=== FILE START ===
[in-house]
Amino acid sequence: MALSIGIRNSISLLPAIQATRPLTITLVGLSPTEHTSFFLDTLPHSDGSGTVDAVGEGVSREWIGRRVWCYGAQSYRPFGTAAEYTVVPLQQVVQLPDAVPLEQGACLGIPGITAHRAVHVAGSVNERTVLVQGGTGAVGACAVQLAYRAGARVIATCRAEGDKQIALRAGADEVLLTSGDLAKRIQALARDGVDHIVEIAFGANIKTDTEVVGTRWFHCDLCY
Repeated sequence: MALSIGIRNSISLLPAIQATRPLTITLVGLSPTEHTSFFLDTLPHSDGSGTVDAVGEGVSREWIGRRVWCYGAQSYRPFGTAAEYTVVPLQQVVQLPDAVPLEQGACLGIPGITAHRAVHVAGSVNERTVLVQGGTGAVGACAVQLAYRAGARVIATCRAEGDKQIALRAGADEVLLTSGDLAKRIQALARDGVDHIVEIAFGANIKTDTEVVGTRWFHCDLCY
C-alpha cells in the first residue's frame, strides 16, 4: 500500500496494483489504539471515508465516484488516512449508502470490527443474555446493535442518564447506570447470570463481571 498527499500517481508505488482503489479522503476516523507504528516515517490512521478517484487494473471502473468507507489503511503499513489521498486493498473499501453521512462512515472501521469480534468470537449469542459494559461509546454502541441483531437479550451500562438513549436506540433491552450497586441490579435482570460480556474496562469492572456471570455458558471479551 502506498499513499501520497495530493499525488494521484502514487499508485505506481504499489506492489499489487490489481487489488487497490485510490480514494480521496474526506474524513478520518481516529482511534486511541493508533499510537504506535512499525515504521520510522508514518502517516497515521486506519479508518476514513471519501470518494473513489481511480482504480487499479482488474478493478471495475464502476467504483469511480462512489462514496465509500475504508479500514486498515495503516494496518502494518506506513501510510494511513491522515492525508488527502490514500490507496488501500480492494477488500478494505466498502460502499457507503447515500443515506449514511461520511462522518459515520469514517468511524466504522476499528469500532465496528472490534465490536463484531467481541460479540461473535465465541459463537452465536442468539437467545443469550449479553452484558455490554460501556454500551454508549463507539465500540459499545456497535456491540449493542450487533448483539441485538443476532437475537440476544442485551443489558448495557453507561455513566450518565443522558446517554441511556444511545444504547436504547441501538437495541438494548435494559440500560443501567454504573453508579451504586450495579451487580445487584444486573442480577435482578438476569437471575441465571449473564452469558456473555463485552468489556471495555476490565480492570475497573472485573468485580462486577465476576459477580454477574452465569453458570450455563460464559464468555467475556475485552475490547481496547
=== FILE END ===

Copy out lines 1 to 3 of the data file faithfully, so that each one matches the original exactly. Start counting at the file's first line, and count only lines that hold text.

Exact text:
[in-house]
Amino acid sequence: MALSIGIRNSISLLPAIQATRPLTITLVGLSPTEHTSFFLDTLPHSDGSGTVDAVGEGVSREWIGRRVWCYGAQSYRPFGTAAEYTVVPLQQVVQLPDAVPLEQGACLGIPGITAHRAVHVAGSVNERTVLVQGGTGAVGACAVQLAYRAGARVIATCRAEGDKQIALRAGADEVLLTSGDLAKRIQALARDGVDHIVEIAFGANIKTDTEVVGTRWFHCDLCY
Repeated sequence: MALSIGIRNSISLLPAIQATRPLTITLVGLSPTEHTSFFLDTLPHSDGSGTVDAVGEGVSREWIGRRVWCYGAQSYRPFGTAAEYTVVPLQQVVQLPDAVPLEQGACLGIPGITAHRAVHVAGSVNERTVLVQGGTGAVGACAVQLAYRAGARVIATCRAEGDKQIALRAGADEVLLTSGDLAKRIQALARDGVDHIVEIAFGANIKTDTEVVGTRWFHCDLCY